For many, Michael will be remembered for his brilliant and inspiring teaching – both in his lectures (which were delivered with a certain panache and were always packed) and in the seminar room where he encouraged thought provoking open-ended conversation and dialogue. He was a dedicated teacher who cared deeply about not only what students were taught, but also more importantly, how students were taught. He had very strong views on what a university education should entail. He came to abhor what he saw as the neo-liberalisation of higher education in the form of the RAE/REF and the external oversight of teaching quality in the form of the then QAA – though, ironically, his underlying pedagogy would tick many of the contemporary boxes regarding what constitutes an outstanding teaching and learning experience for students.

In his leisure time, Michael had a deep love for sailing (which he got from his father) – regularly engaging in early Sunday morning competitive sailing at the Queen Mary reservoir west of London in all kinds of weather and doing so until his mid-60s. He also had a love for horticulture. In later years, not having a garden of his own, he would vicariously satisfy this interest through visits to stately gardens and gifting friends with small fruit trees, plants, shrubs, gardening tools and books.

During his time at LSE Michael supported and encouraged many young scholars and colleagues who have gone on to become senior figures in the discipline. Many of those individuals and others across the wider IR community will long remember his kindness and generosity in helping them on their professional journeys. He will be greatly missed.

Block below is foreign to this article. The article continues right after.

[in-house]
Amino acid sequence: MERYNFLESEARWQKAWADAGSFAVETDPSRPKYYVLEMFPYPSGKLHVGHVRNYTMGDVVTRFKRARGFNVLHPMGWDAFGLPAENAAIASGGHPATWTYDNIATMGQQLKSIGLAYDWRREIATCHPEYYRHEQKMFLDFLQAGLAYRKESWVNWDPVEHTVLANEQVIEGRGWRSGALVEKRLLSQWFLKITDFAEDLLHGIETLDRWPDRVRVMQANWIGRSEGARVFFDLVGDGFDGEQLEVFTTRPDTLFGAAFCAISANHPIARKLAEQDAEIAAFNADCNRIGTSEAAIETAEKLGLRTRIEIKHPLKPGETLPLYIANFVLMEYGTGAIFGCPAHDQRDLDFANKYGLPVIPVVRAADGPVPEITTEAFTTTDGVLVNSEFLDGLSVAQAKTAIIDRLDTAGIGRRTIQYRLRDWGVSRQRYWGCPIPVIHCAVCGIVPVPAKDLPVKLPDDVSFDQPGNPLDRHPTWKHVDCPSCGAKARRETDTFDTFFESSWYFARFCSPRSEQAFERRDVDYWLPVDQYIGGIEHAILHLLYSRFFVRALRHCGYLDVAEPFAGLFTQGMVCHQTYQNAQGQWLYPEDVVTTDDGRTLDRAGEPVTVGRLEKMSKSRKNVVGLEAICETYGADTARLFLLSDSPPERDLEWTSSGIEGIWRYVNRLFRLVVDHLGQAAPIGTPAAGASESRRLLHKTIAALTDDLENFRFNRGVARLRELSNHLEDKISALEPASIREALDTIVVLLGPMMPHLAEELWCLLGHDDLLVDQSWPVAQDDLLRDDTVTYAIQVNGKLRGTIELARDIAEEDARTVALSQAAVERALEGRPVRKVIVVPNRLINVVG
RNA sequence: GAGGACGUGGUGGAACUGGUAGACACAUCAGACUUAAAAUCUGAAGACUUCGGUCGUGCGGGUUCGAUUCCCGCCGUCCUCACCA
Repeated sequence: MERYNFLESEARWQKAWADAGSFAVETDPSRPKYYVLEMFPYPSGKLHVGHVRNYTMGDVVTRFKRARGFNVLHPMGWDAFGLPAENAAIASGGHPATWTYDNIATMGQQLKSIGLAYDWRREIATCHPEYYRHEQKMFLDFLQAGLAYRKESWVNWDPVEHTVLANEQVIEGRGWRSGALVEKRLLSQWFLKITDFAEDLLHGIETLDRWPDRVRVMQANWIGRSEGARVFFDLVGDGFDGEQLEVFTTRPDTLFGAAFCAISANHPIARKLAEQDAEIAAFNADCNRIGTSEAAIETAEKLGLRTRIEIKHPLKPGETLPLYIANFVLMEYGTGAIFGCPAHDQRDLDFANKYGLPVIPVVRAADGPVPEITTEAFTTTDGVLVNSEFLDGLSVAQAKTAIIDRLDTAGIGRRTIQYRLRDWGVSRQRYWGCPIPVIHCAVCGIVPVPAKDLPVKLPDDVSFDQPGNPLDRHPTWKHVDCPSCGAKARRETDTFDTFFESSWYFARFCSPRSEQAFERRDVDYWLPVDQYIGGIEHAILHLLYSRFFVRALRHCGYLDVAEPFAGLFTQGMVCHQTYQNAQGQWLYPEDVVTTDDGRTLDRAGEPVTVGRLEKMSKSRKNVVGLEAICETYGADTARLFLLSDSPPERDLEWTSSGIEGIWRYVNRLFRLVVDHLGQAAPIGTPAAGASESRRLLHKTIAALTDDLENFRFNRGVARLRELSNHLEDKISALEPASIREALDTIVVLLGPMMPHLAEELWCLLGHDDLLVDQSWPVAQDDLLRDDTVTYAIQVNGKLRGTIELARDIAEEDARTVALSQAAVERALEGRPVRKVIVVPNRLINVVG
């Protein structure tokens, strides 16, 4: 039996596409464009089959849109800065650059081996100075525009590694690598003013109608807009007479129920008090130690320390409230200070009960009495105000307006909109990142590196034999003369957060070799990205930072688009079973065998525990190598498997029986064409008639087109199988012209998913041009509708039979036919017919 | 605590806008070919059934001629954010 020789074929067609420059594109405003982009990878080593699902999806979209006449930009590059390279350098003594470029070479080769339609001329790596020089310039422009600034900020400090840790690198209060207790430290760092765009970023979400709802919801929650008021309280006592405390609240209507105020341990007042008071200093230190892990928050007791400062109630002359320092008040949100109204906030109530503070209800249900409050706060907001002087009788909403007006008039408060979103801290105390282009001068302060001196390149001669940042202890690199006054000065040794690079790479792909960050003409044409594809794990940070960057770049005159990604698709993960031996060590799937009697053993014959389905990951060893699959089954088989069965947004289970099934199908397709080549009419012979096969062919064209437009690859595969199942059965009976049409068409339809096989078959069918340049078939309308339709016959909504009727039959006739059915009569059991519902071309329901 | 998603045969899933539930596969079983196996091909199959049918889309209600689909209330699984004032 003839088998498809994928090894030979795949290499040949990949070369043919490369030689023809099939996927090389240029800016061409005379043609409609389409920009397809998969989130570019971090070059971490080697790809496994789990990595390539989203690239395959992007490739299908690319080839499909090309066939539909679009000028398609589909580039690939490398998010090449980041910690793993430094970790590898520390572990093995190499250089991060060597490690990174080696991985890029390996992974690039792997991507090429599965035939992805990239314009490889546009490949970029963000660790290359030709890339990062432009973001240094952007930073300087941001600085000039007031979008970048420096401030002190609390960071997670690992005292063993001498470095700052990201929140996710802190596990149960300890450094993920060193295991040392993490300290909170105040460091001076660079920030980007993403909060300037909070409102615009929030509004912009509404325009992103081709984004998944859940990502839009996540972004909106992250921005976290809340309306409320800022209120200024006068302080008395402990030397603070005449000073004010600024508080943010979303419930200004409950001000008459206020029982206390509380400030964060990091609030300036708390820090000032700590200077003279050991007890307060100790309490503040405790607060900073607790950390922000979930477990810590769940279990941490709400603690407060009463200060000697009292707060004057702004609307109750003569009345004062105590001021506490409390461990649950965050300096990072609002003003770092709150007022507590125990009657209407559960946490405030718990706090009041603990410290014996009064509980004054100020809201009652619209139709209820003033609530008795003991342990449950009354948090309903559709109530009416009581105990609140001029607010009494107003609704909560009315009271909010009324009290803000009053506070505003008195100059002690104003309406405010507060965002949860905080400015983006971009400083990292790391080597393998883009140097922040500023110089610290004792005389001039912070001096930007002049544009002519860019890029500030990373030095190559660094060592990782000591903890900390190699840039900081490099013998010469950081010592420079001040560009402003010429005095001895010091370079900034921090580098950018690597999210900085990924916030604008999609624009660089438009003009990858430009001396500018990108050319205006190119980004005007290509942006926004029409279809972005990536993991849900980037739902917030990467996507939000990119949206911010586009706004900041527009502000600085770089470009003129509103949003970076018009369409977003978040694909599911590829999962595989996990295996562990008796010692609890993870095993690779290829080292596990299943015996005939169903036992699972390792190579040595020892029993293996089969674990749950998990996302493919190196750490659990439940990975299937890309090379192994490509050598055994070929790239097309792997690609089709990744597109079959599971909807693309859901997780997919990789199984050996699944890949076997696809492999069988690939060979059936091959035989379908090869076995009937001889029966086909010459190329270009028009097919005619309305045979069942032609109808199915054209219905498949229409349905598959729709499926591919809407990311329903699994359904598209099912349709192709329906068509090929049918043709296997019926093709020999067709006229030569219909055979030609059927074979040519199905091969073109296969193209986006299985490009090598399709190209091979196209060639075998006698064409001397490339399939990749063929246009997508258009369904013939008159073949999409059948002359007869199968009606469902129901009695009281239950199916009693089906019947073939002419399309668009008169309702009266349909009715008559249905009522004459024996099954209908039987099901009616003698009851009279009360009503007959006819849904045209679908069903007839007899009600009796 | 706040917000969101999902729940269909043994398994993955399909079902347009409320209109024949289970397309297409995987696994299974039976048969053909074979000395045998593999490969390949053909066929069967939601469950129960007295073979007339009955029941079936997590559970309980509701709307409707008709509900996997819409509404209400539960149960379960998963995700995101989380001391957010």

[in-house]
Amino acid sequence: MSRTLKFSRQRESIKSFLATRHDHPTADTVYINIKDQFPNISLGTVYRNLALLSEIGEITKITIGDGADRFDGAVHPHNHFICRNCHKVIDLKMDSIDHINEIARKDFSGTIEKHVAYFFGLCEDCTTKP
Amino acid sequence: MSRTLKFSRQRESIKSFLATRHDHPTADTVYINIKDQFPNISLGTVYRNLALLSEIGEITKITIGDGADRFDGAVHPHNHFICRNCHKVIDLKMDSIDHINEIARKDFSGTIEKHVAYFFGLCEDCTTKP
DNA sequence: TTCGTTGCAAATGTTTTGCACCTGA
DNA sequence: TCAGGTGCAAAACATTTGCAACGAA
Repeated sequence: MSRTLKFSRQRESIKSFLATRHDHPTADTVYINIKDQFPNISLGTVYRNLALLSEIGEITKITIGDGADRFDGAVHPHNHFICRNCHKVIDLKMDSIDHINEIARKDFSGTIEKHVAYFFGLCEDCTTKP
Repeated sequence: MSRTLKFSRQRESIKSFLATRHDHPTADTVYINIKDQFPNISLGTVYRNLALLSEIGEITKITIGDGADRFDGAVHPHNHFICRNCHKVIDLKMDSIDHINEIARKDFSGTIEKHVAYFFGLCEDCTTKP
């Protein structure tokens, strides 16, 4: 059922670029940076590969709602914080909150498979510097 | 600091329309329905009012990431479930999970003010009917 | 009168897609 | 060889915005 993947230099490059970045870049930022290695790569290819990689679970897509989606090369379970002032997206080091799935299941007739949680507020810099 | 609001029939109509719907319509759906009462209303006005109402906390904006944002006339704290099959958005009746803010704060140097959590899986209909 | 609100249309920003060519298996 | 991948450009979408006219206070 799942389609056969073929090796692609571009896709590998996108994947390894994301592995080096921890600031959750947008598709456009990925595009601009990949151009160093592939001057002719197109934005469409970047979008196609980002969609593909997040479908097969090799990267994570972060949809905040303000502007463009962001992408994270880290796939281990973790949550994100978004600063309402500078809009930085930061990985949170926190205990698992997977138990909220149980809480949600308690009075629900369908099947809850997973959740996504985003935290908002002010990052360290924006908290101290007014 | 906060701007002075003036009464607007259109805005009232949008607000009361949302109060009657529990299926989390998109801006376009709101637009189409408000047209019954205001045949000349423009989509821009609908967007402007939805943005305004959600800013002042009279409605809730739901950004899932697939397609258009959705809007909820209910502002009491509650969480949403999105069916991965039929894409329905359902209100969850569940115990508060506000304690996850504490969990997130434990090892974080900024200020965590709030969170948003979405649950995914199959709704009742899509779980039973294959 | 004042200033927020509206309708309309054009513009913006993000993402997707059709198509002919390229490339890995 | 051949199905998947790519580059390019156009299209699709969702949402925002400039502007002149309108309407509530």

A public memorial event will be arranged with the IR Department for later in the year.

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2 Responses to In memory of Michael Banks (1936-2024)

  1. Christopher Hughes says:

    My earliest memories of Michael go back to when I was a PhD student in the early 1990s. He was a great supporter of students but also a formidable mind to engage with, from whom I learnt so much. Such was his love of intellectual fencing that I spent much of my first year panel watching him engage with Geoffrey Stern over paradigms and epistemic schisms, which was informative and entertaining but also let me off the hook somewhat. After that he was a wonderful mentor and friend during my many years as a student and later member of teaching staff in the IRD. Aa mighty mind and a kind heart who will be much missed by all.

  2. Peter Wilson says:

    A career marked by courtesy, courage and intellectual honesty. I have many fond memories of Michael’s Concepts and Methods Seminar, which I later went on to run for several years fortified by his example. Though by nature more conservative and sceptical I learned a huge amount from Michael, not least the care with which he read student work and the generosity of his comments. Though he never formally taught me I benefitted from this in my PhD. Michael was my internal examiner and I was quite taken aback by the meticulousness of his reading of my overly-long thesis. His central comment on the importance of not losing sight of the bigger picture, of what one’s specialised research tells us about the international system, has stayed with me since.